Russia, the near future. The Somnus Foundation knows the
fate of mankind; they promise a tomorrow where humanity will
evolve into a godlike form of infinite power. But the Doctor
also knows the fate of mankind; the human race is destined
to fight and struggle for its very existence, to survive disaster
and war to carve an empire from an unforgiving universe. Time
is fracturing, and the Doctor and Turlough are at the heart
of the chaos...
What did I tell you? While whinging about the short running
time of Big Finish's previous two-disc release, Scaredy
Cat, I also admitted that such stories often
over-run at no extra cost to the consumer. Such a situation
arises once again with the four-part Singularity, which,
at 128 minutes' duration, contains more than enough material
for a five-parter.
is the material any good?
to Mark Strickson's frequent lack of availability, this is
only the third audio adventure to feature the surly Turlough.
Thankfully he's as moody as ever, although, as in Phantasmagoria,
he sometimes finds himself acting heroically despite his intentions.
He also has an argument with the Doctor (Peter Davison) about
the Time Lord keeping secrets from him (a case of the pot
calling the kettle black if ever there was one), a debate
that seems more suited to the Seventh Doctor and Ace (mind
you, I have just been re-watching The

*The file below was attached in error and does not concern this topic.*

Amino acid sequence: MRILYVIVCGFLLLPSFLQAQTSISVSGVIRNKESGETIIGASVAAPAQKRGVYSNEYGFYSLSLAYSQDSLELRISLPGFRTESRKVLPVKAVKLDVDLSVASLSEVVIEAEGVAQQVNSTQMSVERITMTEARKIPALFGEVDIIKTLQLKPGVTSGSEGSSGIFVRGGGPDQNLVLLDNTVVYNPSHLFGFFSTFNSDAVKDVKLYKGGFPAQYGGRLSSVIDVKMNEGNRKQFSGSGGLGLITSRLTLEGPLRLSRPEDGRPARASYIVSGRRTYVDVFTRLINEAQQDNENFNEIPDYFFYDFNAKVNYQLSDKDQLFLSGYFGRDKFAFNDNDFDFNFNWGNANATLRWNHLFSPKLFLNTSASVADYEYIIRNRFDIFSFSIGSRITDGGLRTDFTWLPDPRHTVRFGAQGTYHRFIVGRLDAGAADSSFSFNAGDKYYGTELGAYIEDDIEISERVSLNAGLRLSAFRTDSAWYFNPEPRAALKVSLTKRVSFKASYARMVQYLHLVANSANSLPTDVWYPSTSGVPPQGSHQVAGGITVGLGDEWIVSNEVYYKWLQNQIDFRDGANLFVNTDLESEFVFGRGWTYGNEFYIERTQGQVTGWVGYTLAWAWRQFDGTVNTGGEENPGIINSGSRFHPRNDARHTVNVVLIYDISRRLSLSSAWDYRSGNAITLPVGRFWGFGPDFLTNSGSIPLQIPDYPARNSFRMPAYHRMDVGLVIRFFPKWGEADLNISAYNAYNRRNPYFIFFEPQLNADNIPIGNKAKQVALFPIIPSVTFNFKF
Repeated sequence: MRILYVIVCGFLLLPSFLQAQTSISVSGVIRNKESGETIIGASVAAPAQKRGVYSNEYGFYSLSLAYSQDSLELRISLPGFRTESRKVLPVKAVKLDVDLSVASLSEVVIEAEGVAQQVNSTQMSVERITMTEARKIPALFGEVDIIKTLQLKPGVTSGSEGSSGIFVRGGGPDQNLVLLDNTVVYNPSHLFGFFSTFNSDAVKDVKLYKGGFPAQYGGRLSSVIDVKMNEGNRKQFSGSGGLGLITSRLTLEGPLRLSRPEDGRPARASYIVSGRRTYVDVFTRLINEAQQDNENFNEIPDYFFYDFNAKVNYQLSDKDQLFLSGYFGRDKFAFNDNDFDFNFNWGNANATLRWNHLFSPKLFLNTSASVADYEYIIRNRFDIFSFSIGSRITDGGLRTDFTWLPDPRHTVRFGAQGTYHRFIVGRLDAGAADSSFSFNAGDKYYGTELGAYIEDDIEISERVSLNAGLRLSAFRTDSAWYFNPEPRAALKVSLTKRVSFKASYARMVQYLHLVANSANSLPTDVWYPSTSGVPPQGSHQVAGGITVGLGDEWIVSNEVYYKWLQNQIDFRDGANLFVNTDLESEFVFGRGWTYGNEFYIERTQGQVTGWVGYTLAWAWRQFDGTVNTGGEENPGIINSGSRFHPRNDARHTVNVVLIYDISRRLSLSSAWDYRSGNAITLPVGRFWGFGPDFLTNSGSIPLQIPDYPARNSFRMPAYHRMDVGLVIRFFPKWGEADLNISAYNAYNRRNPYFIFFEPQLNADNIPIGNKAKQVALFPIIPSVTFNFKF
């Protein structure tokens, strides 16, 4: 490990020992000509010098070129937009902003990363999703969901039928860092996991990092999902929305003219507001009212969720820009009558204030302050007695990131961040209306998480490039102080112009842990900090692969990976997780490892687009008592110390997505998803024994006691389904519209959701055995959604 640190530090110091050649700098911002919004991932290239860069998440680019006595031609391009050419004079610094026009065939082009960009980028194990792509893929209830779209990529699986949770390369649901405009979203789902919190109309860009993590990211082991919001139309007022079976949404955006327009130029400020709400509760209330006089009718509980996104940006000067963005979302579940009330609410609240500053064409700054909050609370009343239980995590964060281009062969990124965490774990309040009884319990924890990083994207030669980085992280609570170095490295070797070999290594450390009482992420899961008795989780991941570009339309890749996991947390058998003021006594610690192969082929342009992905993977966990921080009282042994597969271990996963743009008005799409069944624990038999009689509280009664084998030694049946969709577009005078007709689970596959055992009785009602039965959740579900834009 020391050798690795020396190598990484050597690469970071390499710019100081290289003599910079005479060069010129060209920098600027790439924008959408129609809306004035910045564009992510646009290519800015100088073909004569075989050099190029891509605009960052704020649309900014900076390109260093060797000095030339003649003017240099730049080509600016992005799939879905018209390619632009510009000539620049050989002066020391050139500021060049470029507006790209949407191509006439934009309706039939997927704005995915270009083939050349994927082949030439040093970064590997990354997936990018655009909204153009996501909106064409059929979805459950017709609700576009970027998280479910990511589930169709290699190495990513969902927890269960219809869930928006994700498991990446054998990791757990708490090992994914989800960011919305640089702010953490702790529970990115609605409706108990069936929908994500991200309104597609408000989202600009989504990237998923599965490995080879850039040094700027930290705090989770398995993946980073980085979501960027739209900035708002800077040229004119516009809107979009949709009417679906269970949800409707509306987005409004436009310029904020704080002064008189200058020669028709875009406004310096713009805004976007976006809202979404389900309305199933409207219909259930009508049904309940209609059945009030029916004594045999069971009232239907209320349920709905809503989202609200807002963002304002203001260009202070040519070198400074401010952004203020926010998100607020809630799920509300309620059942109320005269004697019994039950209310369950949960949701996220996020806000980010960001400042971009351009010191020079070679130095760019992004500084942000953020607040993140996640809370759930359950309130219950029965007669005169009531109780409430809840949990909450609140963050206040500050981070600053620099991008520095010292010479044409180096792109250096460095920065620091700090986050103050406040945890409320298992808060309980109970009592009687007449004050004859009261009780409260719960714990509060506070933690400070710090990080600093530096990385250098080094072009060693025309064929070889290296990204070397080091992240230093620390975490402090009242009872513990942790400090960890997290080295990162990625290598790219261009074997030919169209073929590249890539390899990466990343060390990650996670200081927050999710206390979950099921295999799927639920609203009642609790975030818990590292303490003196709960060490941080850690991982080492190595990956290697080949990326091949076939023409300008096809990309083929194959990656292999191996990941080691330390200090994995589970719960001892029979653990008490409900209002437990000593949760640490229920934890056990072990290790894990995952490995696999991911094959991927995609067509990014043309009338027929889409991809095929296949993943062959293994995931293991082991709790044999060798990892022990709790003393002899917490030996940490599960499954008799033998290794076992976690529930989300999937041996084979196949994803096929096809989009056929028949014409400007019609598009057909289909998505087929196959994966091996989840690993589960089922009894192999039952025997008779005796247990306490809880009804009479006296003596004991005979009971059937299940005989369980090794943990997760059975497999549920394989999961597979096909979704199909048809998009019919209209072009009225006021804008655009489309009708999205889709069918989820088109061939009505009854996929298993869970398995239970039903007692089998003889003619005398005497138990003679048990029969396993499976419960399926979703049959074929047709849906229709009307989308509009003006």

Curse of Fenric on DVD). The Doctor's knowledge
and calm control of events in the final episode also seem
a bit Seventh Doctorish.
of Turlough's family sows the seeds for events in his final
television story, Planet of Fire, though there is still
room for further adventures in between, actor availability
permitting. Though Turlough asks to go somewhere warm after
the freezing temperatures of Russia, this doesn't necessarily
mean that the Doctor will immediately set the controls for
Lanzarote, because in Planet of Fire it is Kamelion
who causes the TARDIS to land there.
Russian setting (one that was never visited on the TV series)
implies a communist angle to the Somnus Foundation's goal
of uniting humanity as a single god-like entity, though this
is never explicitly stated. This idea is unfortunately rather
similar to Skagra's plan to create a universal mind in Shada.
Also, I did wonder whether the vengeful beings behind Somnus,
who hate the Time Lords and recognise the Doctor, might prove
to be the Ferutu from the Fifth Doctor novel Cold Fusion,
but that is not the case.
Swallow's story is epic in scope and also extends far forward
in time to the very end of the universe, even further than
the New Adventures novel Timewyrm: Apocalypse.
not quite as singular as it strives to be, this adventure
is a cut above much of Big Finish's recent Who output.
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